After the success of our Nightscapes and Time-Lapses video course, we now take you into the Deep Sky!


With our new video course you’ll learn how to capture fabulous deep-sky images with your DSLR or mirrorless camera, starting with simple star trackers, then with guided telescopes on computerized mounts.


You’ll learn how to turn your raw camera images into beautiful publication-quality photos, with simple yet powerful processing steps.


The focus is on using DSLR and mirrorless cameras, then processing with Adobe Photoshop, avoiding the complexity and steep learning curves demanded by specialized CCD cameras and astronomy software.


Deep Sky with Your DSLR offers 9.5 hours of engaging video instruction, divided over 6 video files. The course is available for purchase for $149.95 Canadian from All-Star Telescope, as both streaming and digital downloads.


Program 1 – Topics in the Live Workshop

Length of Part 1  2h 21m

Length of Part 2  1h 10m


A classroom workshop, recorded before a live audience in April 2018, forms the core of the Course, and covers a wide range of topics on camera, lens, and equipment selection, and the best practices in the field with DSLRs. We’ve included all the Q&A from audience members. Program 1 also contains studio updates on selected topics.


  • Steps to Success – Tips to Get Started
  • DSLR Basics / Choosing a Camera
  • Picking Lenses and Accessories
  • Using a Sky Tracker
  • Camera Settings and Dark Frames
  • Controlling the Camera
  • Prime Focus Shooting
  • Finding and Focusing
  • Exposures and Filters
  • Guiding
  • Summary Tips
  • Update #1 – Mirrorless Cameras
  • Update #2 – Fornax LighTrack II Tracker
  • Update #3 – Bias Frames – Do You Need Them?
  • Update #4 – Bahtinov Masks – Do They Work?
  • Update #5 – The Polemaster



Program 2 – Topics in the Daytime Field Shoot

Length   1h 28m


To expand upon the Workshop, in Program 2 we demonstrate the fine points of setting up and using several typical deep-sky systems. We show simple trackers and apochromatic refractors (Orion, TeleVue, Stellarvue) as well as 8- and 11-inch Schmidt-Cassegrains, plus several Sky-Watcher and Celestron mounts (AVX, EQ6-R, CGEM, CGX, plus a fork mount), all in daylight and shot at  All-Star Telescope in rural Alberta.


We include loads of tips and techniques for balancing, polar aligning,

and performing the Go To alignment, with suggestions for useful aids

and accessories.


  • Setting Up a Star Tracker
  • Setting up an Entry-Level Apo Refractor
  • Setting Up a Go To Mount
  • Learning the Sky
  • Using a Celestron EdgeHD 8-inch SCT
  • A TeleVue127 on an EQ6-R Mount + Polemaster
  • Using a Stellarvue 102 on a Celestron CGEM II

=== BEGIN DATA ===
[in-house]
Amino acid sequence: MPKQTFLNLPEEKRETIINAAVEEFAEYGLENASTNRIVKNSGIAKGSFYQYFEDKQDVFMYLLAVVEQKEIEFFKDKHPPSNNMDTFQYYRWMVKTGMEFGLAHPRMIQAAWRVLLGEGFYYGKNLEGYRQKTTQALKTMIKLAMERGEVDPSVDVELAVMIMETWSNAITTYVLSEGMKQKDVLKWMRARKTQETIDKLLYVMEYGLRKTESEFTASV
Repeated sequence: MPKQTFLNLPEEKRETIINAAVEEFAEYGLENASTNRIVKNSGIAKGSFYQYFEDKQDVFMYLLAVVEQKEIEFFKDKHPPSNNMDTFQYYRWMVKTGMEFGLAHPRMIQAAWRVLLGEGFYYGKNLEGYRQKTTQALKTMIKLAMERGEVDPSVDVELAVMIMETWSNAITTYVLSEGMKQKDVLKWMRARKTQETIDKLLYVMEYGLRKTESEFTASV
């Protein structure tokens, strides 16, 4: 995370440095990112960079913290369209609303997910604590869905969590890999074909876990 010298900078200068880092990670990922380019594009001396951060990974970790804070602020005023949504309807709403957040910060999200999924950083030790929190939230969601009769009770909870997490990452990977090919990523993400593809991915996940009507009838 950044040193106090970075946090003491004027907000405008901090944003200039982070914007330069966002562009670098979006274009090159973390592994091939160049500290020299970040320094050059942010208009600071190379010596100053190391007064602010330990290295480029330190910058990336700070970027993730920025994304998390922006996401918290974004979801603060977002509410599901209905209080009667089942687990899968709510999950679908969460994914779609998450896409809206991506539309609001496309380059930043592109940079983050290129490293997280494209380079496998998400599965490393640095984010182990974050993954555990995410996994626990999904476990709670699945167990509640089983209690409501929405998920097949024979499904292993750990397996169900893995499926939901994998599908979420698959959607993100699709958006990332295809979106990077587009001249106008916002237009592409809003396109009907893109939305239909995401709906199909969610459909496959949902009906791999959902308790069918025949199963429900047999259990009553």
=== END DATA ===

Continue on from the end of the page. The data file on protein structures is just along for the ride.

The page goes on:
• Using an Astrographic Newtonian – The Quattro
  • Using a Fork-Mounted Celestron EdgeHD 11
  • Using a GEM-Mounted Celestron EdgeHD 11



Program 3 – Topics in the Nighttime Field Shoot

Length  1h 11m


In this program we demonstrate the use of a Star Adventurer tracker, and our entry-level Orion ED80 + Celestron AVX mount combination to actually take images under the stars on autumn nights. We show polar alignment, Go To alignment, and the process for focusing, framing, and setting exposures, based on high-ISO test shots.


We demonstrate the Orion StarShoot autoguider and PHD2 Guider software in use, including the steps for setting PHD2’s options and dialog boxes. We also show an advanced “dithering” session with camera control software linked to PHD2. We wrap up by summarizing things that can go wrong!


  • Using a Star Tracker, the Star Adventurer
  • Using the Entry-Level Orion ED80 + AVX Mount
  • Setting Up PHD2 Guiding Software
  • Auto Guiding Tips and Settings in PHD2
  • Final Tips and Advice



Program 4 – Topics for the Processing Tutorials

Length of Part 1  2h 26m

Length of Part 2  0h 55m


In Program 4 we illustrate the “best practice” workflow for developing raw files using exclusively Adobe software. But we discuss several alternative programs and workflows using non-Adobe software. We show how NOT to process astro images (avoiding the practices of most amateur astrophotographers), and instead promote the professional practice of non-destructive processing in Photoshop. (NOTE: We do not demonstrate PixInsight.)


We then process several typical images, first developing raws with Adobe Camera Raw, then stacking, aligning, and layering images in Photoshop:


  • A wide-angle tracker image of the Cygnus Milky Way, showing stacking, then layering a diffusion filter image for a special effect.
  • A telephoto tracker image of the Sword of Orion area, bringing out faint nebulosity.
  • A prime focus image of M27, the Dumbbell Nebula, with the Celestron EdgeHD 8.
  • A prime focus image of M31, the Andromeda Galaxy, with the Orion ED80, showing exposure blending.
  • A “Quick-and-Dirty” image capture example of M42, the Orion Nebula.
  • A multi-panel mosaic of the Orion area stitched with Photoshop.


A segment shows the effectiveness of dithering, shown in Program 3. Did it work? The program wraps up with a summary of best practices and “take home” points from the entire 9.5-hour course.


  • Our Processing Plan
  • Processing Workflows
  • How NOT to Use Photoshop
  • Alternatives to Adobe CC
  • Image Example #1 – Wide-Field Tracker Image
  • Update – Dithering or Not!
  • Image Example #2 – Telephoto Tracker Image
  • Image Example #3 – Prime Focus 8-inch SCT Image of M27
  • Image Example #4 – Orion ED80 Refractor Image of M31
  • Quick-and-Dirty Image Example of M42
  • Image Example #5 – Assembling a Mosaic
  • Advanced Software Options – PixInsight, with recommended tutorials
  • Key “Take Home Points” Summary


Total Length of All Programs  9 hours 30 minutes